During the coming week of Super Bowl run-up, it's likely the spotlight will have to find Hurney and Pioli, because neither goes out of his way to locate even the edge of the stage. But they are two good football men who have played a considerable role in getting two good football teams to the championship game. And they did so, in large part, by working well with their head coaches and within a structured environment.
Around the league
Part of the problem for the Chargers is that some members of the organization still haven't recovered from the Ryan Leaf debacle, a reality that played a part in the decision to trade down from the top overall pick in '01, rather than select Michael Vick. If the team becomes comfortable with Brees, who at one point in 2003 lost his starting job to Doug Flutie, San Diego might again be in trade-down mode. This is a team, after all, which might actually be in worse shape personnel-wise than when it went 1-15 in 2000, and it needs quantity even more than it does quality. If not, a quarterback might well be the answer, both from an on-field and public relations view.
Remember, though, that head coach Marty Schottenheimer probably has to win in 2004 to keep his job. Coaches on a short leash are not prone to taking quarterback prospects, who need time to develop, and usually prefer players who can step directly into the lineup and offer immediate help.
So, even given the degree of disdain with which the media often is regarded, uh, who should you believe, folks? Payton balked for many reasons, not the least of which is Davis' adamant stance on staffing, on personnel decisions and, our personal favorite, disciplining of players. In the convoluted Davis mind, deposed head coach Bill Callahan, the guy who sent home two players when they were tardy for some mandatory team functions preceding the season finale, was misguided.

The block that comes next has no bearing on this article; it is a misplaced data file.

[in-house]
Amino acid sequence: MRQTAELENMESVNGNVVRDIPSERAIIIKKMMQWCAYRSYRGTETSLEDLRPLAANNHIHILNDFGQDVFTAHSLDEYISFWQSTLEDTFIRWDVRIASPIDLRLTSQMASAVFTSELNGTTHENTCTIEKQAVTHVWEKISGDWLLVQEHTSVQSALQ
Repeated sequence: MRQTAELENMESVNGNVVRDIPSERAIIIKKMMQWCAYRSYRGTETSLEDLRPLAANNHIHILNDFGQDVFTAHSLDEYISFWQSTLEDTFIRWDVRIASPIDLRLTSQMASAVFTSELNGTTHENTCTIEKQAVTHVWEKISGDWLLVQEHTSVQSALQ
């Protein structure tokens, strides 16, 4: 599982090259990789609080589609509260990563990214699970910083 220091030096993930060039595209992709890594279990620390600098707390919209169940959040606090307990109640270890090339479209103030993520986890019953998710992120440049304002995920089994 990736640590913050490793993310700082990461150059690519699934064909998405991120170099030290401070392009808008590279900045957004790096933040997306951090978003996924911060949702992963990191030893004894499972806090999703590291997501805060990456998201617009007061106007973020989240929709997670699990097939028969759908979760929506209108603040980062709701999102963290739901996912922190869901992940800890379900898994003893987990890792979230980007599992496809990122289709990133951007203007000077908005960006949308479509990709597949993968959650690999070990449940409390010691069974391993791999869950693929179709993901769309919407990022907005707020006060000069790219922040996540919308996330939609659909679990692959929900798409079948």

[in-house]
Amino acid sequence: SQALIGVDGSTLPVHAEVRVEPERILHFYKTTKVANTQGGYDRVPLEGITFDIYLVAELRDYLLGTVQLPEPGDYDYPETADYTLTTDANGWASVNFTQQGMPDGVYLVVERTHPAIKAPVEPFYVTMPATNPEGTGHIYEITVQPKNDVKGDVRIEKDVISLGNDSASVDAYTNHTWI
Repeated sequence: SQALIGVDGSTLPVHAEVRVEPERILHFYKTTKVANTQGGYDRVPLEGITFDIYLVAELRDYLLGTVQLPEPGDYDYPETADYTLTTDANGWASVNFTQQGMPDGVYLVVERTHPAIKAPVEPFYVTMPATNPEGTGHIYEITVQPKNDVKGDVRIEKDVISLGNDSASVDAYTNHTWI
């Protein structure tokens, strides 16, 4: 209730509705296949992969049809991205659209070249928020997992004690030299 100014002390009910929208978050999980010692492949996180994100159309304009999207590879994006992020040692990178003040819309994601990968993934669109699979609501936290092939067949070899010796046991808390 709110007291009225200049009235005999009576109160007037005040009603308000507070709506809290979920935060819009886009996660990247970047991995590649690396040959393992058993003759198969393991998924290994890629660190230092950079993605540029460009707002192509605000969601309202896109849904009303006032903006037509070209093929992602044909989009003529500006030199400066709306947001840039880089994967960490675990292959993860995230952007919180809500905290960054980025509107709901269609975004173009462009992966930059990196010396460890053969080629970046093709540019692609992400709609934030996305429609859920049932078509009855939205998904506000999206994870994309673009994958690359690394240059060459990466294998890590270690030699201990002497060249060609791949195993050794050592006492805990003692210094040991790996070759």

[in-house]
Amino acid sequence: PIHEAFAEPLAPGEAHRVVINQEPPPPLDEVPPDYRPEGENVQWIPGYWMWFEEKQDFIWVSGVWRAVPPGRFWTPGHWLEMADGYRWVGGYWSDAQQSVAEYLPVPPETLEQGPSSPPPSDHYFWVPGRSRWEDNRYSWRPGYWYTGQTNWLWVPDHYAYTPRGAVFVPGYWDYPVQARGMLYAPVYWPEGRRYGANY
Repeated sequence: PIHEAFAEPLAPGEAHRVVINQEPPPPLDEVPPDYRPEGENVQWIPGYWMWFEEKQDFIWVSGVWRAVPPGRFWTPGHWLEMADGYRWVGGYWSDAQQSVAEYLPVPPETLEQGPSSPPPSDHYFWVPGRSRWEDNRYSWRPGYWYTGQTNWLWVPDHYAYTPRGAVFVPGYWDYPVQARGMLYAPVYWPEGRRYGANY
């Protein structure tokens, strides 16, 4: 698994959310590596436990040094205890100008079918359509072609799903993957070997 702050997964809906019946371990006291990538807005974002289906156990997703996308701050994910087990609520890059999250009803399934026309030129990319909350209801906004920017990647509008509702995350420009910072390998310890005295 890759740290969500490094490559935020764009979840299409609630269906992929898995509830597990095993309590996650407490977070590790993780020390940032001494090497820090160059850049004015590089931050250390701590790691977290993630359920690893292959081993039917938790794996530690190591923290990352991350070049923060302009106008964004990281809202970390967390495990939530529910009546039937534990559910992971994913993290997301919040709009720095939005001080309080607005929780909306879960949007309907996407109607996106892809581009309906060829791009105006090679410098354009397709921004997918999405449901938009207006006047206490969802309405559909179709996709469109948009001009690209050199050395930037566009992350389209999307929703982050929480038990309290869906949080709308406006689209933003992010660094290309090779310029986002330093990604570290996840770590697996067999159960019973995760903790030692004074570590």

Unless veteran coach Norv Turner, who met with Davis on Friday, is so desperate to be a head coach in the league again that he sells his soul, the Raiders owner will wait until after the Super Bowl and interview the two New England coordinators. Indications are that Davis, who has always favored coaches with offensive backgrounds, likes Charlie Weis over Pats defensive coordinator Romeo Crennel. That said, Davis is said to be intrigued by the way Crennel has handled himself and by his game-planning prowess. League sources said that Davis has already "arranged" (their word) to get coaching-quality videotapes from Super Bowl XXXVIII, to better peruse the work of Crennel and Weis in the title game.